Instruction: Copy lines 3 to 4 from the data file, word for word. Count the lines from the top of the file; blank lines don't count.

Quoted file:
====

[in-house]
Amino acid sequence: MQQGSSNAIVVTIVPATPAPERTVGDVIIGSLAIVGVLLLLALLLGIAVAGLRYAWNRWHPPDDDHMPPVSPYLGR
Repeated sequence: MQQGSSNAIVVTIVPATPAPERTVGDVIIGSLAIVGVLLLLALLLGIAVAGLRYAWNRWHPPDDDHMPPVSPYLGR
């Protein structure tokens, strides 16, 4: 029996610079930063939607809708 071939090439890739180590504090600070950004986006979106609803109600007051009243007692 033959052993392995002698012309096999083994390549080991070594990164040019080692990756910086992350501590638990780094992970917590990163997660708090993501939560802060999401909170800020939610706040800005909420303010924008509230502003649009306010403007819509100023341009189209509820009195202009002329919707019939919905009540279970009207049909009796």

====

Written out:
Repeated sequence: MQQGSSNAIVVTIVPATPAPERTVGDVIIGSLAIVGVLLLLALLLGIAVAGLRYAWNRWHPPDDDHMPPVSPYLGR
């Protein structure tokens, strides 16, 4: 029996610079930063939607809708 071939090439890739180590504090600070950004986006979106609803109600007051009243007692 033959052993392995002698012309096999083994390549080991070594990164040019080692990756910086992350501590638990780094992970917590990163997660708090993501939560802060999401909170800020939610706040800005909420303010924008509230502003649009306010403007819509100023341009189209509820009195202009002329919707019939919905009540279970009207049909009796």